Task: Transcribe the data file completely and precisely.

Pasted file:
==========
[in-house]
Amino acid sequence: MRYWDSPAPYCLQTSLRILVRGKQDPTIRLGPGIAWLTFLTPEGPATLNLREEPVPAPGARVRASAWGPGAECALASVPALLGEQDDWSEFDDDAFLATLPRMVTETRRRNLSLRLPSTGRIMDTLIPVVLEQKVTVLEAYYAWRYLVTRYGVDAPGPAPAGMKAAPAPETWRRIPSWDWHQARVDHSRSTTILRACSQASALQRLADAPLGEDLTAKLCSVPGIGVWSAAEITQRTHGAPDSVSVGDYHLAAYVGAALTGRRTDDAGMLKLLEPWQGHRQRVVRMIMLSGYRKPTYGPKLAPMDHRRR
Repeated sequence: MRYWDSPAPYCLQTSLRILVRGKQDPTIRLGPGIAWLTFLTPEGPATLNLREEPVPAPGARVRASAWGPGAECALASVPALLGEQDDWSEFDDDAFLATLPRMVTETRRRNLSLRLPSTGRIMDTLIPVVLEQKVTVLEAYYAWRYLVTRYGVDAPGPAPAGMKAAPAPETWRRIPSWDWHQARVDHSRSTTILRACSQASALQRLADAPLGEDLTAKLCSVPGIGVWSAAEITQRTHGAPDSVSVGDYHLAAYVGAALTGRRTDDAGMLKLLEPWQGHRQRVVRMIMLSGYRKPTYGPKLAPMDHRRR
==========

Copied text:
[in-house]
Amino acid sequence: MRYWDSPAPYCLQTSLRILVRGKQDPTIRLGPGIAWLTFLTPEGPATLNLREEPVPAPGARVRASAWGPGAECALASVPALLGEQDDWSEFDDDAFLATLPRMVTETRRRNLSLRLPSTGRIMDTLIPVVLEQKVTVLEAYYAWRYLVTRYGVDAPGPAPAGMKAAPAPETWRRIPSWDWHQARVDHSRSTTILRACSQASALQRLADAPLGEDLTAKLCSVPGIGVWSAAEITQRTHGAPDSVSVGDYHLAAYVGAALTGRRTDDAGMLKLLEPWQGHRQRVVRMIMLSGYRKPTYGPKLAPMDHRRR
Repeated sequence: MRYWDSPAPYCLQTSLRILVRGKQDPTIRLGPGIAWLTFLTPEGPATLNLREEPVPAPGARVRASAWGPGAECALASVPALLGEQDDWSEFDDDAFLATLPRMVTETRRRNLSLRLPSTGRIMDTLIPVVLEQKVTVLEAYYAWRYLVTRYGVDAPGPAPAGMKAAPAPETWRRIPSWDWHQARVDHSRSTTILRACSQASALQRLADAPLGEDLTAKLCSVPGIGVWSAAEITQRTHGAPDSVSVGDYHLAAYVGAALTGRRTDDAGMLKLLEPWQGHRQRVVRMIMLSGYRKPTYGPKLAPMDHRRR